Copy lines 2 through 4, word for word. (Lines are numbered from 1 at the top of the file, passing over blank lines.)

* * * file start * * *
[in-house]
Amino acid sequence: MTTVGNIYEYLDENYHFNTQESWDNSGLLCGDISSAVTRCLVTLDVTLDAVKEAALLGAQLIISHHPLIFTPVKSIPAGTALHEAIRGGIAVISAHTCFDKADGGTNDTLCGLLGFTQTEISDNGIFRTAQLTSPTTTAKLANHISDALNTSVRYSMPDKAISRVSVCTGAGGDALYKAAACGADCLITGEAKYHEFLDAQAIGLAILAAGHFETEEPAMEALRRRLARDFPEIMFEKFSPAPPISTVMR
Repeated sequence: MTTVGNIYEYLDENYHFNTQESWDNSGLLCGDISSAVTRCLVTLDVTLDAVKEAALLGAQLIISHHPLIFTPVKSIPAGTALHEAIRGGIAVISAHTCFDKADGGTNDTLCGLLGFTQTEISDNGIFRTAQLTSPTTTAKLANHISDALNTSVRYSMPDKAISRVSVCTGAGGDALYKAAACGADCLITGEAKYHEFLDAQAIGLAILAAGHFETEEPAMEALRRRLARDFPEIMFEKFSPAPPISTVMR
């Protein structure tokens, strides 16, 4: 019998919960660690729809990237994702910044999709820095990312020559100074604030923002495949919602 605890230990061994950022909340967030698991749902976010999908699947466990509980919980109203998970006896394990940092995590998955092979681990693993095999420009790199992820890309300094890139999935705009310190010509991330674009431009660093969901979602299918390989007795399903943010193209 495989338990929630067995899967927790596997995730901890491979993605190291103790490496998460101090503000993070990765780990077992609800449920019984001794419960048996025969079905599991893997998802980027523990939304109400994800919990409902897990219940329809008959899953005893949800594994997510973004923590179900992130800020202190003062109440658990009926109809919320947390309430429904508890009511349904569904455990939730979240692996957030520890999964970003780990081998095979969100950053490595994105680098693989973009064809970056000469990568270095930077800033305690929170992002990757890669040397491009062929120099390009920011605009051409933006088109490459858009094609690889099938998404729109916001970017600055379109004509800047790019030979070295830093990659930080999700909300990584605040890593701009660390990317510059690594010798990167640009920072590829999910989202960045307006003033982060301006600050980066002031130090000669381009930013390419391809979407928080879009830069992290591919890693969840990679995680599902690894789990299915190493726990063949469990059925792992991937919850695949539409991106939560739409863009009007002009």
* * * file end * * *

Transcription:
Amino acid sequence: MTTVGNIYEYLDENYHFNTQESWDNSGLLCGDISSAVTRCLVTLDVTLDAVKEAALLGAQLIISHHPLIFTPVKSIPAGTALHEAIRGGIAVISAHTCFDKADGGTNDTLCGLLGFTQTEISDNGIFRTAQLTSPTTTAKLANHISDALNTSVRYSMPDKAISRVSVCTGAGGDALYKAAACGADCLITGEAKYHEFLDAQAIGLAILAAGHFETEEPAMEALRRRLARDFPEIMFEKFSPAPPISTVMR
Repeated sequence: MTTVGNIYEYLDENYHFNTQESWDNSGLLCGDISSAVTRCLVTLDVTLDAVKEAALLGAQLIISHHPLIFTPVKSIPAGTALHEAIRGGIAVISAHTCFDKADGGTNDTLCGLLGFTQTEISDNGIFRTAQLTSPTTTAKLANHISDALNTSVRYSMPDKAISRVSVCTGAGGDALYKAAACGADCLITGEAKYHEFLDAQAIGLAILAAGHFETEEPAMEALRRRLARDFPEIMFEKFSPAPPISTVMR
């Protein structure tokens, strides 16, 4: 019998919960660690729809990237994702910044999709820095990312020559100074604030923002495949919602 605890230990061994950022909340967030698991749902976010999908699947466990509980919980109203998970006896394990940092995590998955092979681990693993095999420009790199992820890309300094890139999935705009310190010509991330674009431009660093969901979602299918390989007795399903943010193209 495989338990929630067995899967927790596997995730901890491979993605190291103790490496998460101090503000993070990765780990077992609800449920019984001794419960048996025969079905599991893997998802980027523990939304109400994800919990409902897990219940329809008959899953005893949800594994997510973004923590179900992130800020202190003062109440658990009926109809919320947390309430429904508890009511349904569904455990939730979240692996957030520890999964970003780990081998095979969100950053490595994105680098693989973009064809970056000469990568270095930077800033305690929170992002990757890669040397491009062929120099390009920011605009051409933006088109490459858009094609690889099938998404729109916001970017600055379109004509800047790019030979070295830093990659930080999700909300990584605040890593701009660390990317510059690594010798990167640009920072590829999910989202960045307006003033982060301006600050980066002031130090000669381009930013390419391809979407928080879009830069992290591919890693969840990679995680599902690894789990299915190493726990063949469990059925792992991937919850695949539409991106939560739409863009009007002009």